The cosmetically acceptable vehicle will usually form from 5 to 99.9%, preferably from 25 to 80% by weight of the emulsion, and can, in the absence of other cosmetic adjuncts, form the balance of the composition.
A preferred optional ingredient present in the inventive compositions is ascorbic acid. Although the co-presence of ascorbic acid is necessary to attain the collagen synthesis stimulating activity, sufficient ascorbic acid is present in human skin to act as a co-active for betulinic acid. However, the inclusion of ascorbic acid in the inventive compositions is preferred in order to attain optimum collagen synthesis stimulating activity. Ascorbic acid may be present as salt (e.g., sodium ascorbate, calcium ascorbate) or ester (ascorbyl palmitate, ascorbyl acetate), or acid. The range of ascorbic acid in the present compositions is from 0.01% to 15%, preferably 0.05% to 10%, most preferably 0.1% to 5%. The preferred agent is ascorbyl palmitate in order to improve the uniformity and stability of the formulation.
An oil or oily material may be present, together with an emulsifier to provide either a water-in-oil emulsion or an oil-in-water emulsion, depending largely on the average hydrophilic-lipophilic balance (HLB) of the emulsifier employed.
Various types of active ingredients may be present in cosmetic compositions of the present invention. Actives are defined as skin or hair benefit agents other than emollients and other than ingredients that merely improve the physical characteristics of the composition. Although not limited to this category, general examples include lipolytic agents and vasodilating agents, sunscreens and tanning agents.
Due to collagen synthesis stimulating activity of inventive compositions, the inclusion of lipolytic and vasodilating agents into the inventive compositions is particularly preferred in order to attain maximum anti-cellulite benefits.
Suitable lipolytic agents include but are not limited to caffeine, theophylline, epinephrine, isoproterenol, forskolin, yohimbine, and other agents such as those acting as phosphodiesterase inhibitors, or β-agonists or α-2-adrenergic antagonists, cAMP analogs or adenylate cyclase activators.
Suitable vasodilating agents include but are not limited to escin, ginkgo biloba, ivy, minoxidil, nicotinates, methyl salicylate, or other agents acting as α-adrenergic antagonists, β-adrenergic agonists, or releasor of nitrooxides.
Sunscreens include those materials commonly employed to block ultraviolet light. Illustrative compounds are the derivatives of PABA, cinnamate and salicylate. For example, octyl methoxycinnamate and 2-hydroxy-4-methoxy benzophenone (also known as oxybenzone) can be used. Octyl methoxycinnamate and 2-hydroxy-4-methoxy benzophenone are commercially available under the trademarks, Parsol MCX and Benzophenone-3, respectively. The exact amount of sunscreen employed in the emulsions can vary depending upon the degree of protection desired from the sun's UV radiation.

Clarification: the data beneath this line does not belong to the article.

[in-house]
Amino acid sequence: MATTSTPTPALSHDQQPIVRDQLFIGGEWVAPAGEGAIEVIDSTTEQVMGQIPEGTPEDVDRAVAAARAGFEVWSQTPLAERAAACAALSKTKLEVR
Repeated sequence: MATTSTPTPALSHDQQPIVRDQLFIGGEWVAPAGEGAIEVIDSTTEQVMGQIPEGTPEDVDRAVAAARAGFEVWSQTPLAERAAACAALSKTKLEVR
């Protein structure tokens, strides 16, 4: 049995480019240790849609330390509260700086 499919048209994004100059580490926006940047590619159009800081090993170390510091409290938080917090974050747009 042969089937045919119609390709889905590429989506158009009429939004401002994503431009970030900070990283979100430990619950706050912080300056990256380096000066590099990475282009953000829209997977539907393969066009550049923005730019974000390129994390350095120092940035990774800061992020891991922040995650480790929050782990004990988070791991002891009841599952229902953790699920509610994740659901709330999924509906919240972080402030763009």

Surfactants, which are also sometimes designated as emulsifiers, may be incorporated into the cosmetic compositions of the present invention. Surfactants can comprise anywhere from about 0.5% to about 30%, preferably from about 1% to about 15% by weight of the total composition. Surfactants may be cationic, nonionic, anionic, or amphoteric in nature and combinations thereof may be employed.
Illustrative of the nonionic surfactants are alkoxylated compounds based upon fatty alcohols, fatty acids and sorbitan. These materials are available, for instance, from the Shell Chemical Company under the "Neodol" designation. Copolymers of polyoxypropylene-polyoxyethylene, available under the Pluronic trademark sold by the BASF Corporation, are sometimes also useful. Alkyl polyglycosides available from the Henkel Corporation similarly can be utilized for the purposes of this invention.
Anionic-type surfactants may include fatty acid soaps, sodium lauryl sulphate, sodium lauryl ether sulphate, alkyl benzene sulphonate, mono and/or dialkyl phosphates and sodium fatty acyl isethionate.
Amphoteric surfactants include such materials as dialkylamine oxide and various types of betaines (such as cocoamido propyl betaine).
Emollients are often incorporated into cosmetic compositions of the present invention. Levels of such emollients may range from about 0.5% to about 50%, preferably between about 5% and 30% by weight of the total composition. Emollients may be classified under such general chemical categories as esters, fatty acids and alcohols, polyols and hydrocarbons.
Esters may be mono- or di-esters. Acceptable examples of fatty di-esters include dibutyl adipate, diethyl sebacate, diisopropyl dimerate, and dioctyl succinate. Acceptable branched chain fatty esters include 2-ethyl-hexyl myristate, isopropyl stearate and isostearyl palmitate. Acceptable tribasic acid esters include triisopropyl trilinoleate and trilauryl citrate. Acceptable straight chain fatty esters include lauryl palmitate, myristyl lactate, oleyl eurcate and stearyl oleate. Preferred esters include coco-caprylate/caprate (a blend of coco-caprylate and coco-caprate), propylene glycol myristyl ether acetate, diisopropyl adipate and cetyl octanoate.
Suitable fatty alcohols and acids include those compounds having from 10 to 20 carbon atoms. Especially preferred are such compounds such as cetyl, myristyl, palmitic and stearyl alcohols and acids.
Among the polyols which may serve as emollients are linear and branched chain alkyl polyhydroxyl compounds. For example, propylene glycol, sorbitol and glycerin are preferred. Also useful may be polymeric polyols such as polypropylene glycol and polyethylene glycol. Butylene and propylene glycol are also especially preferred as penetration enhancers.